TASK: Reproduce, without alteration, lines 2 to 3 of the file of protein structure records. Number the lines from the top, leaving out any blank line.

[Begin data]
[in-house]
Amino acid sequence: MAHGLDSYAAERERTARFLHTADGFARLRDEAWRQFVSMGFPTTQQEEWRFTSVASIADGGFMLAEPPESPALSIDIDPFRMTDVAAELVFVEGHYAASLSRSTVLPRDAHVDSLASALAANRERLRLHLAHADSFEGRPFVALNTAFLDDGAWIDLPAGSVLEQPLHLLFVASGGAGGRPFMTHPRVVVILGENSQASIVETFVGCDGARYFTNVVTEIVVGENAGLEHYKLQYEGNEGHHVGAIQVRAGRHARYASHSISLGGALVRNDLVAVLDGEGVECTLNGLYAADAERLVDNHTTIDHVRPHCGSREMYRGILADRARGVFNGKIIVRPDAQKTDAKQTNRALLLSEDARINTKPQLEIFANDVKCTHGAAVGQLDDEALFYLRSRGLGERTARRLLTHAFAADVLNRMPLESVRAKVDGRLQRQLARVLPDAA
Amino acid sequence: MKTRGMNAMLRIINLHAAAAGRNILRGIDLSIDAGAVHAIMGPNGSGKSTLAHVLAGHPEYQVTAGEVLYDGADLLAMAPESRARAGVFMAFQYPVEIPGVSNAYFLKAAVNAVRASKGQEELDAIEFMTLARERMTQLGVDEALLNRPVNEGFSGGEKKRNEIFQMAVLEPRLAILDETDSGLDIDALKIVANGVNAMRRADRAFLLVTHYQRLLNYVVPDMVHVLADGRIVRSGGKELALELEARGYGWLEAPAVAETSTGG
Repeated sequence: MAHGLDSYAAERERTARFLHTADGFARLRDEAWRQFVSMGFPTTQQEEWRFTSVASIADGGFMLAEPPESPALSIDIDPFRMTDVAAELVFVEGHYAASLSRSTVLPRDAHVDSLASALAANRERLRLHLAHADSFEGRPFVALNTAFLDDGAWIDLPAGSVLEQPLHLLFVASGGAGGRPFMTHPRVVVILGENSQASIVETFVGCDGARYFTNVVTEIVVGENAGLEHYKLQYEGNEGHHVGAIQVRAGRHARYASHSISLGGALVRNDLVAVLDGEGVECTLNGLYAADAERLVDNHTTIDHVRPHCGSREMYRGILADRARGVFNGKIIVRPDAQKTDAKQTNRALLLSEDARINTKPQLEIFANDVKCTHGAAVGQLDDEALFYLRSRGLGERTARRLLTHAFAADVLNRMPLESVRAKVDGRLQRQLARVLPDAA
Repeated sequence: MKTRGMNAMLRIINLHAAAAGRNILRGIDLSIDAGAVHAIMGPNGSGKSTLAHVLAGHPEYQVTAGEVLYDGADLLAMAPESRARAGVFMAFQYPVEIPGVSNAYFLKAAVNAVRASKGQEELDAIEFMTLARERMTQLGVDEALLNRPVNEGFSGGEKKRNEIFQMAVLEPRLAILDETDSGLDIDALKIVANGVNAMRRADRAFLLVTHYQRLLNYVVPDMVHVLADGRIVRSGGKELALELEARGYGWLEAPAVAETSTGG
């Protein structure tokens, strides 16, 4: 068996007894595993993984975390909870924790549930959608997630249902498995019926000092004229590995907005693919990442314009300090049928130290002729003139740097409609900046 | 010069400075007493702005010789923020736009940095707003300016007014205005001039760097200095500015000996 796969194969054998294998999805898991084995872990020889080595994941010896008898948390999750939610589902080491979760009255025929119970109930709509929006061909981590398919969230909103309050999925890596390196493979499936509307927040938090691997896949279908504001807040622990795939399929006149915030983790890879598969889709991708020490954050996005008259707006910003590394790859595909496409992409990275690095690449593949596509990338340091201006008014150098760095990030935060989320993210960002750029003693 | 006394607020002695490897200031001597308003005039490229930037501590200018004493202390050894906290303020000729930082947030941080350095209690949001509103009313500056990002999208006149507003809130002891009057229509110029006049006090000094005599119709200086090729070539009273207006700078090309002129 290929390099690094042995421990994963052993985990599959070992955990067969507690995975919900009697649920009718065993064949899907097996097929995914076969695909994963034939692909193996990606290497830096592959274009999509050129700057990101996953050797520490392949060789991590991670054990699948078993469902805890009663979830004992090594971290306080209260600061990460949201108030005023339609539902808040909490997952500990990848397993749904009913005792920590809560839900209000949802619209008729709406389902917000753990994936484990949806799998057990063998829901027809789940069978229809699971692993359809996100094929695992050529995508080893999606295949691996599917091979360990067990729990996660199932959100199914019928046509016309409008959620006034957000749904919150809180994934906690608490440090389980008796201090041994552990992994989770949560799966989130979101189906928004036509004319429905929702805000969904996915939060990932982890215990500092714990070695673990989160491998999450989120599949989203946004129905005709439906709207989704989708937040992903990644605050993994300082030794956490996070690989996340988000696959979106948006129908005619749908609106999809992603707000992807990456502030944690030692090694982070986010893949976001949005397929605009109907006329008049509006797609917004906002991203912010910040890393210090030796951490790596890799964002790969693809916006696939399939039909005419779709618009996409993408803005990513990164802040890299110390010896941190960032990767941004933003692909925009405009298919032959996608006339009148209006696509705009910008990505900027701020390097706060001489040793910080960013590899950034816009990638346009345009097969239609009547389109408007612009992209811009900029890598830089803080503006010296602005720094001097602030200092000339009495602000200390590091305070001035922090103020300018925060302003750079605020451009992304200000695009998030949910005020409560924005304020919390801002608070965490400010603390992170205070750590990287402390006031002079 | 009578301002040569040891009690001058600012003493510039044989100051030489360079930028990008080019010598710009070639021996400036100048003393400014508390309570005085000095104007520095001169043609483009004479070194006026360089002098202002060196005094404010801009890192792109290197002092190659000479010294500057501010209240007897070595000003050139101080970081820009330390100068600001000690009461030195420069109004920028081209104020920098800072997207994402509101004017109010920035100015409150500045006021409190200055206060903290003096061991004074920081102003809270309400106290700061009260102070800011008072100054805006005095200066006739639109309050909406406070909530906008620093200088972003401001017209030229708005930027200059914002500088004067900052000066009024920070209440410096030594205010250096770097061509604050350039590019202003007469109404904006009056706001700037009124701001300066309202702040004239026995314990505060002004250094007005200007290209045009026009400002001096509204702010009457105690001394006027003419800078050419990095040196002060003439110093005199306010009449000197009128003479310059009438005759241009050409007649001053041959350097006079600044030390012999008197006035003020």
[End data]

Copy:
Amino acid sequence: MAHGLDSYAAERERTARFLHTADGFARLRDEAWRQFVSMGFPTTQQEEWRFTSVASIADGGFMLAEPPESPALSIDIDPFRMTDVAAELVFVEGHYAASLSRSTVLPRDAHVDSLASALAANRERLRLHLAHADSFEGRPFVALNTAFLDDGAWIDLPAGSVLEQPLHLLFVASGGAGGRPFMTHPRVVVILGENSQASIVETFVGCDGARYFTNVVTEIVVGENAGLEHYKLQYEGNEGHHVGAIQVRAGRHARYASHSISLGGALVRNDLVAVLDGEGVECTLNGLYAADAERLVDNHTTIDHVRPHCGSREMYRGILADRARGVFNGKIIVRPDAQKTDAKQTNRALLLSEDARINTKPQLEIFANDVKCTHGAAVGQLDDEALFYLRSRGLGERTARRLLTHAFAADVLNRMPLESVRAKVDGRLQRQLARVLPDAA
Amino acid sequence: MKTRGMNAMLRIINLHAAAAGRNILRGIDLSIDAGAVHAIMGPNGSGKSTLAHVLAGHPEYQVTAGEVLYDGADLLAMAPESRARAGVFMAFQYPVEIPGVSNAYFLKAAVNAVRASKGQEELDAIEFMTLARERMTQLGVDEALLNRPVNEGFSGGEKKRNEIFQMAVLEPRLAILDETDSGLDIDALKIVANGVNAMRRADRAFLLVTHYQRLLNYVVPDMVHVLADGRIVRSGGKELALELEARGYGWLEAPAVAETSTGG